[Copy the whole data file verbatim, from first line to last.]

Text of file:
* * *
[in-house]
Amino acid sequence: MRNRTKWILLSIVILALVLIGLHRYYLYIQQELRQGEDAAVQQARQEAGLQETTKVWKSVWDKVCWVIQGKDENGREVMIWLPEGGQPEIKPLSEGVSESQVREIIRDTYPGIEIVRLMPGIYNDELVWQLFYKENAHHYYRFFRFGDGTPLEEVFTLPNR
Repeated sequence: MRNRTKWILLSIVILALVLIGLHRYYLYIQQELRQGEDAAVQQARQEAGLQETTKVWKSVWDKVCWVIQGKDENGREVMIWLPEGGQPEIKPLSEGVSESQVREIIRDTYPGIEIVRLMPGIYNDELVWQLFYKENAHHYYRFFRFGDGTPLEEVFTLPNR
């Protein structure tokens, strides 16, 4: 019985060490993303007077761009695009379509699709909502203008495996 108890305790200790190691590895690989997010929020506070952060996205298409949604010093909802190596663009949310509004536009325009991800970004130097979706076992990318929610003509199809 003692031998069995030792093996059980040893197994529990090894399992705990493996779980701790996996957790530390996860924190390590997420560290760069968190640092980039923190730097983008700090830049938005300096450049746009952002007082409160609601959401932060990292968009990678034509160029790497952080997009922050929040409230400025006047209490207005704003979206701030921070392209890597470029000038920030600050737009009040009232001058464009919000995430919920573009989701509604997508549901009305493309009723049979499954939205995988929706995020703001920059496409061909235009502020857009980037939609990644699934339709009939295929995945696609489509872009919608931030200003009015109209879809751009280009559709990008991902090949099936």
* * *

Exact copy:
[in-house]
Amino acid sequence: MRNRTKWILLSIVILALVLIGLHRYYLYIQQELRQGEDAAVQQARQEAGLQETTKVWKSVWDKVCWVIQGKDENGREVMIWLPEGGQPEIKPLSEGVSESQVREIIRDTYPGIEIVRLMPGIYNDELVWQLFYKENAHHYYRFFRFGDGTPLEEVFTLPNR
Repeated sequence: MRNRTKWILLSIVILALVLIGLHRYYLYIQQELRQGEDAAVQQARQEAGLQETTKVWKSVWDKVCWVIQGKDENGREVMIWLPEGGQPEIKPLSEGVSESQVREIIRDTYPGIEIVRLMPGIYNDELVWQLFYKENAHHYYRFFRFGDGTPLEEVFTLPNR
């Protein structure tokens, strides 16, 4: 019985060490993303007077761009695009379509699709909502203008495996 108890305790200790190691590895690989997010929020506070952060996205298409949604010093909802190596663009949310509004536009325009991800970004130097979706076992990318929610003509199809 003692031998069995030792093996059980040893197994529990090894399992705990493996779980701790996996957790530390996860924190390590997420560290760069968190640092980039923190730097983008700090830049938005300096450049746009952002007082409160609601959401932060990292968009990678034509160029790497952080997009922050929040409230400025006047209490207005704003979206701030921070392209890597470029000038920030600050737009009040009232001058464009919000995430919920573009989701509604997508549901009305493309009723049979499954939205995988929706995020703001920059496409061909235009502020857009980037939609990644699934339709009939295929995945696609489509872009919608931030200003009015109209879809751009280009559709990008991902090949099936």